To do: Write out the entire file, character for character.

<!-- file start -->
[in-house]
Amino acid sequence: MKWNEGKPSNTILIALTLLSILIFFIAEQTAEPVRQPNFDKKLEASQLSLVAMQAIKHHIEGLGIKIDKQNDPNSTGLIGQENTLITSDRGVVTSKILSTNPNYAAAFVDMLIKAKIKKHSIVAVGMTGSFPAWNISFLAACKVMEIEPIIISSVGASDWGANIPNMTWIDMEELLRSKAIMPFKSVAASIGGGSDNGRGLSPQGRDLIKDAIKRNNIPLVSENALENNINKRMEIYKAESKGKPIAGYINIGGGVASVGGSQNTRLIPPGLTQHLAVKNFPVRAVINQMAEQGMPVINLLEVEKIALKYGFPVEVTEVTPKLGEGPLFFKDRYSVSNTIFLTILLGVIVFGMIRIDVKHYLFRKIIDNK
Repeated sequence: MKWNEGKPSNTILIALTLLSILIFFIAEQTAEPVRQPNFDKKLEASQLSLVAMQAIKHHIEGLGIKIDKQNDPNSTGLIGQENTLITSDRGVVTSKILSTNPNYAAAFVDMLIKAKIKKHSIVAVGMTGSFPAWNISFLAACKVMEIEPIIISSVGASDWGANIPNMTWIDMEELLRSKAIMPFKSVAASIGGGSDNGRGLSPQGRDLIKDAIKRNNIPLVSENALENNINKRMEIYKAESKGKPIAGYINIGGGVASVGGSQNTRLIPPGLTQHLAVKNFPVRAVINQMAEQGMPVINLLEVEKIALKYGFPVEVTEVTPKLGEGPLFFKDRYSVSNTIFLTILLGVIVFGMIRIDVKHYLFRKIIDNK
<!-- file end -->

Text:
[in-house]
Amino acid sequence: MKWNEGKPSNTILIALTLLSILIFFIAEQTAEPVRQPNFDKKLEASQLSLVAMQAIKHHIEGLGIKIDKQNDPNSTGLIGQENTLITSDRGVVTSKILSTNPNYAAAFVDMLIKAKIKKHSIVAVGMTGSFPAWNISFLAACKVMEIEPIIISSVGASDWGANIPNMTWIDMEELLRSKAIMPFKSVAASIGGGSDNGRGLSPQGRDLIKDAIKRNNIPLVSENALENNINKRMEIYKAESKGKPIAGYINIGGGVASVGGSQNTRLIPPGLTQHLAVKNFPVRAVINQMAEQGMPVINLLEVEKIALKYGFPVEVTEVTPKLGEGPLFFKDRYSVSNTIFLTILLGVIVFGMIRIDVKHYLFRKIIDNK
Repeated sequence: MKWNEGKPSNTILIALTLLSILIFFIAEQTAEPVRQPNFDKKLEASQLSLVAMQAIKHHIEGLGIKIDKQNDPNSTGLIGQENTLITSDRGVVTSKILSTNPNYAAAFVDMLIKAKIKKHSIVAVGMTGSFPAWNISFLAACKVMEIEPIIISSVGASDWGANIPNMTWIDMEELLRSKAIMPFKSVAASIGGGSDNGRGLSPQGRDLIKDAIKRNNIPLVSENALENNINKRMEIYKAESKGKPIAGYINIGGGVASVGGSQNTRLIPPGLTQHLAVKNFPVRAVINQMAEQGMPVINLLEVEKIALKYGFPVEVTEVTPKLGEGPLFFKDRYSVSNTIFLTILLGVIVFGMIRIDVKHYLFRKIIDNK